Category Archives: Books

The Seven Million Vote Margin of Victory



Joseph Biden: 81,283,670 — Percentage of popular vote: 51.3
Donald Trump: 74,222,383.– Percentage of popular vote: 46.8

MARGIN OF VICTORY: 7,061,287 (Seven million, 61 thousand, two hundred and eighty-seven votes)

(POST-SCRIPT: One month later, on January 9, 2020, I consulted the vote tallies once again for any update in the final vote count. With the affirmation of the Electoral College early Thursday morning, the totals now read: Joseph Biden 81,268,757; and Donald Trump 74,216,722. The margin of victory is still over seven million votes.)

It is now five weeks since the last legal ballot was on its way to a vote counting center and the tabulation of the presidential contest is more or less wrapped up. Joseph Biden won the popular vote by more than seven million votes. On November 20th, the margin of victory was more than six million, and by November 24th, over 80 million voters had said that they would prefer someone else – anyone else, in fact – to be president of this country. During the first week of December, Joseph Biden’s popular vote increased to over 81 million. Nothing is going to change Biden’s margin of victory.

Let me emphasize again that the polls of the past four years seem to be have been very accurate, within the margin of error. Trump’s approval rating held fairly steady at 44 percent over the past four years. If one allots for the standard margin of error, then the percentage of the popular vote for Trump reflects the accuracy of those thousands and thousands of surveys. If the polling of individual states in the Fall, 2020 proved to be inaccurate, that reflects how polls can vary in relatively short periods of assessment.

On the other, the disapproval rating for Trump over a four year period hovered around 52 percent. Biden received 51.3 percent of the popular vote, while others who disapproved of Trump chose third party candidates, most of them opting for the Libertarian candidate. One can hardly compare the poll numbers and Biden’s vote and claim that the polls were wrong. The disapproval numbers over four years correlate with the votes that have been counted during the past five weeks.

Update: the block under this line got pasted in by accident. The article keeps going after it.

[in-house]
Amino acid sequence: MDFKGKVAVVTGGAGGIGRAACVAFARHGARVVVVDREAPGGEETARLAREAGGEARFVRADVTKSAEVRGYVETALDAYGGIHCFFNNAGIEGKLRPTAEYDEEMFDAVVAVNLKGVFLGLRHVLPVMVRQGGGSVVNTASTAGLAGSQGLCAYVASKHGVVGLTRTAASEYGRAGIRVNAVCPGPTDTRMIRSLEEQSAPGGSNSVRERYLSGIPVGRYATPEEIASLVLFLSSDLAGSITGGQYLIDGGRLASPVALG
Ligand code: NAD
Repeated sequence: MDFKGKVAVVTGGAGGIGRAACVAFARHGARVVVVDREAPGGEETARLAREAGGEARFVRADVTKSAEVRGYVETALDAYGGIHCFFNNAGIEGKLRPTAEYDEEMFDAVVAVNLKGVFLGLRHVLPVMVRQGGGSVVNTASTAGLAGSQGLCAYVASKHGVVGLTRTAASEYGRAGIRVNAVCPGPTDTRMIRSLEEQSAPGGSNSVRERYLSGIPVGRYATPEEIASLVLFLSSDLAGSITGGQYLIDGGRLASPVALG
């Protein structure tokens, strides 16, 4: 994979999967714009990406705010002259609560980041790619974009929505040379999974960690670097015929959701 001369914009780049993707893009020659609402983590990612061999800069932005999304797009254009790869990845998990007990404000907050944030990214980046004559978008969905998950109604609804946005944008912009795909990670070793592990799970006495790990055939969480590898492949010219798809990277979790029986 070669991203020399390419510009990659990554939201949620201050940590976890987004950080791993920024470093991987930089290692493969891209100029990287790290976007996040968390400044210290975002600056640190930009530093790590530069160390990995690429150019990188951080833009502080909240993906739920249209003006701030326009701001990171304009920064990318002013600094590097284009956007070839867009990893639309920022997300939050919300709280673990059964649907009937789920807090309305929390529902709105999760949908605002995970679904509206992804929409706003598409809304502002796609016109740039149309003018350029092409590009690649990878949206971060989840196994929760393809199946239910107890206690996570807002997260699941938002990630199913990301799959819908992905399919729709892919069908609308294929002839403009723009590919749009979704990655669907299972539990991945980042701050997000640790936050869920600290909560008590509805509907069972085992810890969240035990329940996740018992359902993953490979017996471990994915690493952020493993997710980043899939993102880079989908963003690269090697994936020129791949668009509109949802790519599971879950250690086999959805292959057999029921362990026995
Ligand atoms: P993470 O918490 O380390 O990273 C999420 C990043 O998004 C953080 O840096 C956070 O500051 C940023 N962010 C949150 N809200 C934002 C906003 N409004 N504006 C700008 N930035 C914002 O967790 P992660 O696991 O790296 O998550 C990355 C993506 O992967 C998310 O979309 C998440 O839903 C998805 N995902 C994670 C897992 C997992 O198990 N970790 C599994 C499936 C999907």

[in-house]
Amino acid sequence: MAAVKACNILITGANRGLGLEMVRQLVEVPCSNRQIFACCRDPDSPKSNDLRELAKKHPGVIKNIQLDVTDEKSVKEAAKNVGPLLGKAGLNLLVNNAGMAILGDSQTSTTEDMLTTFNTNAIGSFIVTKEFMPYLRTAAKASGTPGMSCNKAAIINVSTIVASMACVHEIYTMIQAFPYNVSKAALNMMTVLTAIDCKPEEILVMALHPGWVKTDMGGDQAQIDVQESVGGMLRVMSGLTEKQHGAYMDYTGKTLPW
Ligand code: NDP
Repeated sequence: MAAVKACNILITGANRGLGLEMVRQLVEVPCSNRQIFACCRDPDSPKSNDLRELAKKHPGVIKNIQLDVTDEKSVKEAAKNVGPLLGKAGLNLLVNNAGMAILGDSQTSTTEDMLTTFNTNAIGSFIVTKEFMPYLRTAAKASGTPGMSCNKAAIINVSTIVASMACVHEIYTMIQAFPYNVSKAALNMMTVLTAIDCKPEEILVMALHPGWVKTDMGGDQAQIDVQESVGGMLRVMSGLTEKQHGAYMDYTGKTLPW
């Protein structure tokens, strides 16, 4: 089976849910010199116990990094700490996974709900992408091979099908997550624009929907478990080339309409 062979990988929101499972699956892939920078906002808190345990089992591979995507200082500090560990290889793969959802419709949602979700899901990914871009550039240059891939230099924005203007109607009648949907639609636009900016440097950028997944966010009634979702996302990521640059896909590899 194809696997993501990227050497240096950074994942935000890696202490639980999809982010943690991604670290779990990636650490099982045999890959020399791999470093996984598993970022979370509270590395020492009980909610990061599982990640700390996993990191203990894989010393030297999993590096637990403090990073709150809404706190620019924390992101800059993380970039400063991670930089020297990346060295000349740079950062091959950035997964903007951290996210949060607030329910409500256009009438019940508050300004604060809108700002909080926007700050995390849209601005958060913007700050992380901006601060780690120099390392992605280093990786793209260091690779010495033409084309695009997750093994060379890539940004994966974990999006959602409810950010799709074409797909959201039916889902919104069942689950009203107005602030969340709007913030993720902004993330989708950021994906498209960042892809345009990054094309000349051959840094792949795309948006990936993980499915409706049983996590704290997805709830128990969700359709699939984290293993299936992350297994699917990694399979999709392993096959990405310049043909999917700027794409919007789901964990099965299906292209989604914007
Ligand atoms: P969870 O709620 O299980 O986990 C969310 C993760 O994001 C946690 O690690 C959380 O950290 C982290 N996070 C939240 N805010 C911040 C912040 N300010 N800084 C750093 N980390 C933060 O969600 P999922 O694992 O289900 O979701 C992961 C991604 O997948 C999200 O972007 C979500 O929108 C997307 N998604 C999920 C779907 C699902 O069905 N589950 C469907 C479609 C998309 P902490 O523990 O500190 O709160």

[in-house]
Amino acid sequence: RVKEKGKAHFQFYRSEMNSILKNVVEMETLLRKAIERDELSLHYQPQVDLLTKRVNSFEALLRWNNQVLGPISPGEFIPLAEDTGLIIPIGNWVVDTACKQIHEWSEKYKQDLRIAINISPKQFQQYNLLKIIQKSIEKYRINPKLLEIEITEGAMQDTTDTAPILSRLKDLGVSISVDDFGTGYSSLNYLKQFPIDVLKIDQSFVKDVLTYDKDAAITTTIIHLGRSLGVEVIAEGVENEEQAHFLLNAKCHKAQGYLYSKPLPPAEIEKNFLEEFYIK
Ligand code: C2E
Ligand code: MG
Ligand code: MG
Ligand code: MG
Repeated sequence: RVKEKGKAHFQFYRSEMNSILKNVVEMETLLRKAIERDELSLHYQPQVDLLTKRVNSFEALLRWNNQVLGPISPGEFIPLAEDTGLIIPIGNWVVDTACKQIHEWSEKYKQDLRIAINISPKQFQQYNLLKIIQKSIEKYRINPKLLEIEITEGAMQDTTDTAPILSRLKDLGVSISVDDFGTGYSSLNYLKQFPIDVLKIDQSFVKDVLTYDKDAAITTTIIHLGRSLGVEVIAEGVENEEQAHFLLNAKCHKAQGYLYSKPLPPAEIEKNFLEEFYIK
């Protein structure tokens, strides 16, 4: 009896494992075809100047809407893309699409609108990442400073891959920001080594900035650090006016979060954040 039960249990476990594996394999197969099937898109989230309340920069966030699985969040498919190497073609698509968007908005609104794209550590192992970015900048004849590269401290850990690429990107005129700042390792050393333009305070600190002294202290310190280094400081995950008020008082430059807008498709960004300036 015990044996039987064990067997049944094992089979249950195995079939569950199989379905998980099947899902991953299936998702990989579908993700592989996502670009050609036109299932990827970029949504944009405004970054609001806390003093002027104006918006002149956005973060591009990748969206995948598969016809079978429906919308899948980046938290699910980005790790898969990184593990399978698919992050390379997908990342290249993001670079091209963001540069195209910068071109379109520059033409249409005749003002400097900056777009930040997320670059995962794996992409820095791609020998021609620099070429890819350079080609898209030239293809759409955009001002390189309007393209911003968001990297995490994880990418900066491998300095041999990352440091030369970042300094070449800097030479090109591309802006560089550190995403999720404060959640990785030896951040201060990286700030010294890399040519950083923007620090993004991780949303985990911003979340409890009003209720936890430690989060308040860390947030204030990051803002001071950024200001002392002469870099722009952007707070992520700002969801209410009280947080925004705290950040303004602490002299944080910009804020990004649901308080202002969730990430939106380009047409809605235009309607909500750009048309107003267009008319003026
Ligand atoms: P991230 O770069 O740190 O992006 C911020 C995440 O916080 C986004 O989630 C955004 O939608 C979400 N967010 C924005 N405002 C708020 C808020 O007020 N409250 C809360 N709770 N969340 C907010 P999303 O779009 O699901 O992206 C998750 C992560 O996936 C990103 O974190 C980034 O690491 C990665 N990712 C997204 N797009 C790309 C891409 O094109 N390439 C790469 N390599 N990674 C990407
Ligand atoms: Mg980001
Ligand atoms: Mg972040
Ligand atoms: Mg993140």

As for Trump’s dismayed supporters, I would remind them that one should entertain very little hope of winning an election with less than 47 percent of the popular vote. I know it must be hard for those who supported him to accept that their hero is intensely loathed, so I ask them to remember how much they disliked Hillary Clinton; and then I ask them to imagine disliking someone two or three times more intensely than that. Only then will they be able to comprehend why over 81 million people said that they were fed up with a twitter shit-storm of prevarications. It’s not just policies, though they are often loathed, too. It is the very quality of the person we object to, and this time the majority should rule.

For the second election in a row, Trump has not broken the 47 percent ceiling of the popular vote. Take a hint, folks. He is never going to break the 47 percent mark and if you think that someone deserves to be reelected who receives less than 47 percent, then you should move to a country in which its version of democracy functions with the perverse mathematics of tyranny.

The unfortunate political reality in the United States right now was summed up by Michelle Goldberg in a recent article: “only one of our political parties needs to win an overwhelming national majority in order to govern.”

This is not to say that the Republican party cannot win a majority of the popular vote in a presidential election. George W. Bush won such a majority in 2004, but that is the only time that the GOP has won the majority in the past eight elections.